From the York Dispatch:
York County -- and all of Pennsylvania -- is getting "a mixed bag of results" when it comes to children'seducation and welfare, officials said.
Nearly 40 percent of Pennsylvanian children lived in low-income families in 2008, according to a SchoolReadiness report released earlier this month by Pennsylvania Partnerships for Children.
The fact that the state -- and York County -- has a significant amount of young children in poor homes is "very worrisome," said spokeswoman Kathy Geller Myers.
"Children living in poverty now may lead to poor nutrition, chronic health problems and experience more difficulty in schools," she said. "Economic liability is paramount to a child's success in school.
"The study looked at factors including low-income families, insurance, subsidies for children and education level of mothers, said Myers.
Pennsylvania lost ground on six of the 16 categories analyzed, according to the study, and York Countymirrored those results.
'Poor' result in York: In York County 8,716 children younger than 5 were members of poor orlow-income families in 2008, the most recent year for which data is available. That's up from 6,860 inrecorded in 2000.The percentage of children younger than 5 living in poverty in York County increased from 30.2 percent to 33.1 percent.
The income data compared numbers from the 2000 Census and 2006-08 American Community Survey,Myers said, noting the study defines "low-income" as $44,100 for a family of four.
At the same time, the county had 478 fewer children receiving subsidized child care from August 2009 toSeptember 2010, Myers said.
The state's lean budget was to blame for the lack of resources and "tough decisions that had to be made," which included the decline in the number of subsidized child care slots available to theunderserved, said Myers.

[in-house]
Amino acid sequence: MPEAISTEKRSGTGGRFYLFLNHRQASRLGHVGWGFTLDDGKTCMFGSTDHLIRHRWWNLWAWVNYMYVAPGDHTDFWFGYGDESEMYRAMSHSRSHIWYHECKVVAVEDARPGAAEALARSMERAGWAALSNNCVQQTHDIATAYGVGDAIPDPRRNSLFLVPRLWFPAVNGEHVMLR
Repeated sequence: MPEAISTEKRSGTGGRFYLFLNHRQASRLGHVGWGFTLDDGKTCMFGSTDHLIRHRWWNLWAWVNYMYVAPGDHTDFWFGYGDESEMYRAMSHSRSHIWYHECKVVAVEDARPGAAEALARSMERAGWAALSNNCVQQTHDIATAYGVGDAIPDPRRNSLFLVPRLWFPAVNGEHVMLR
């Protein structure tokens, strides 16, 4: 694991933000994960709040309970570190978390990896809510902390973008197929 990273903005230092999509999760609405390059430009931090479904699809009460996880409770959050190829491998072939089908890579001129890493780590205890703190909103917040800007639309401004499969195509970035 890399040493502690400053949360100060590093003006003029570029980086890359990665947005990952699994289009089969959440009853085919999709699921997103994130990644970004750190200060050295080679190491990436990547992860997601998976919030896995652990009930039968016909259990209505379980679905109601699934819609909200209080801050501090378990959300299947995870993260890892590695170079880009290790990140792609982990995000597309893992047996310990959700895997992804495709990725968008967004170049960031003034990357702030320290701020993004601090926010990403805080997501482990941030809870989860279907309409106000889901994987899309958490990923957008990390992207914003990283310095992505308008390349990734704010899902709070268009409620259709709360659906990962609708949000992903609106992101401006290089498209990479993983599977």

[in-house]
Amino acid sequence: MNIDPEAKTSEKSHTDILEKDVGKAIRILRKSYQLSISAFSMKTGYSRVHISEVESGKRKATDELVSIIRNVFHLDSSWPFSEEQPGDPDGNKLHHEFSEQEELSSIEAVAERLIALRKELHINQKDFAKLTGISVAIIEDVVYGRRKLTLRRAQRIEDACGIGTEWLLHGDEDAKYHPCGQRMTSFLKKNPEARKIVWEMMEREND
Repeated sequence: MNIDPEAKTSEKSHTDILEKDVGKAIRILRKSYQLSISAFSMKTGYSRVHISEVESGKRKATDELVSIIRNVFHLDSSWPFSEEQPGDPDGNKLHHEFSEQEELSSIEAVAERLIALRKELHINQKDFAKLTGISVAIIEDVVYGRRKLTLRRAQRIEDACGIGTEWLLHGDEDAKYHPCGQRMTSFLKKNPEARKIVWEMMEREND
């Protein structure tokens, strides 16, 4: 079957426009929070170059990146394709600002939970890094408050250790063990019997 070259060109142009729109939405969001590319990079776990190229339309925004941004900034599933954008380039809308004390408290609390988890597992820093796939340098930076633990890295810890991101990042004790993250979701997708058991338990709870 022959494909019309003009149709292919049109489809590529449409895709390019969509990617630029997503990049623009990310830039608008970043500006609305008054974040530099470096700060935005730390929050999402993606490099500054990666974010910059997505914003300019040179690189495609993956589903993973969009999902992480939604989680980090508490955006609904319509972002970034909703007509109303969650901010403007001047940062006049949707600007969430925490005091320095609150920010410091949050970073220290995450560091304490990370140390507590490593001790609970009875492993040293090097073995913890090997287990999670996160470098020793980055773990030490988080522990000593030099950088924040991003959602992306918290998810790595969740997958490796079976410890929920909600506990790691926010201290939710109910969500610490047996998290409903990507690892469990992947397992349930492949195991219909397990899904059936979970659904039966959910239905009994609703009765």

"Kids don't get a 'do-over,'" Myers said. "They'll only be 2, 3, 4 years old once. So it's important tocontinue to invest in high quality-early learning experiences for them."
On the bright side: Not all news was bad for York County, according to the report.But even "good news" wasn't all that impressive, said Myers.
The availability of child care slots in York County deemed "high-quality" has expanded slightly from 468 children in 2009 to 511 children in 2010, according to a "snapshot" taken of child care providers in June2009 and June 2010.
Whether child care is considered high-quality is determined by the state or national child care associations, Myers said, noting factors include the number of staff members who hold college degrees.
Although York's numbers of quality providers increased a bit this year, the entire state needs to work onimproving the number of "high-quality" providers made available to children, Myers said."If you look at the state's average, even though York did see an increase, the number is still below thestate's 3.5 percent rate, and not all that impressive," she said.
York County provides hundreds of low-income pregnant mothers, infants, toddlers andpre-kindergarten students with free educational, health and social services through Early Head Start and Head Start programs.
The programs, combined, serve 627 children, "but there is still a waiting list in the hundreds," said Jennifer Molloy, director of York County's Early Head Start and Head Start Programs.
"It's definitely worrisome (to see the waiting list), but we're funded federally and by the state so we can only serve the amount of people we have grant money for," she said.
There has always has been more of a demand for early childhood services than Pennsylvania has been able to serve, said Michael Race, spokesman with the state's Department of Public Welfare.He noted that until 2002-03, state funding for the Head Start program didn't exist and that people need to look at the issue from a long term perspective.